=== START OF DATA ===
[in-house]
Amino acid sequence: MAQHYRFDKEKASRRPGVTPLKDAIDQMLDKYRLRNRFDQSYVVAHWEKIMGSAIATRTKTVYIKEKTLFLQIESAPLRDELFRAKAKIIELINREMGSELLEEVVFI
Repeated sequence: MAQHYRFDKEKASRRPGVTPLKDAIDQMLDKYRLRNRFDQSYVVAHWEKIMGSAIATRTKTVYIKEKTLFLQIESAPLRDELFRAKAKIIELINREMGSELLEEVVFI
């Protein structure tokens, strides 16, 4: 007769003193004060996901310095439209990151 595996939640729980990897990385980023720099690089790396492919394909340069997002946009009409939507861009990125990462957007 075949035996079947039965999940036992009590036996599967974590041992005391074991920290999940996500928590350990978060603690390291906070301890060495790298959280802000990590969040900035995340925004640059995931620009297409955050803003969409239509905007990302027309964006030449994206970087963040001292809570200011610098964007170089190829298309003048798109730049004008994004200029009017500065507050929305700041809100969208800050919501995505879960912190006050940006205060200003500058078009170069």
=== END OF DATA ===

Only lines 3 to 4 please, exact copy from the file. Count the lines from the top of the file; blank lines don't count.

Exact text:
Repeated sequence: MAQHYRFDKEKASRRPGVTPLKDAIDQMLDKYRLRNRFDQSYVVAHWEKIMGSAIATRTKTVYIKEKTLFLQIESAPLRDELFRAKAKIIELINREMGSELLEEVVFI
């Protein structure tokens, strides 16, 4: 007769003193004060996901310095439209990151 595996939640729980990897990385980023720099690089790396492919394909340069997002946009009409939507861009990125990462957007 075949035996079947039965999940036992009590036996599967974590041992005391074991920290999940996500928590350990978060603690390291906070301890060495790298959280802000990590969040900035995340925004640059995931620009297409955050803003969409239509905007990302027309964006030449994206970087963040001292809570200011610098964007170089190829298309003048798109730049004008994004200029009017500065507050929305700041809100969208800050919501995505879960912190006050940006205060200003500058078009170069």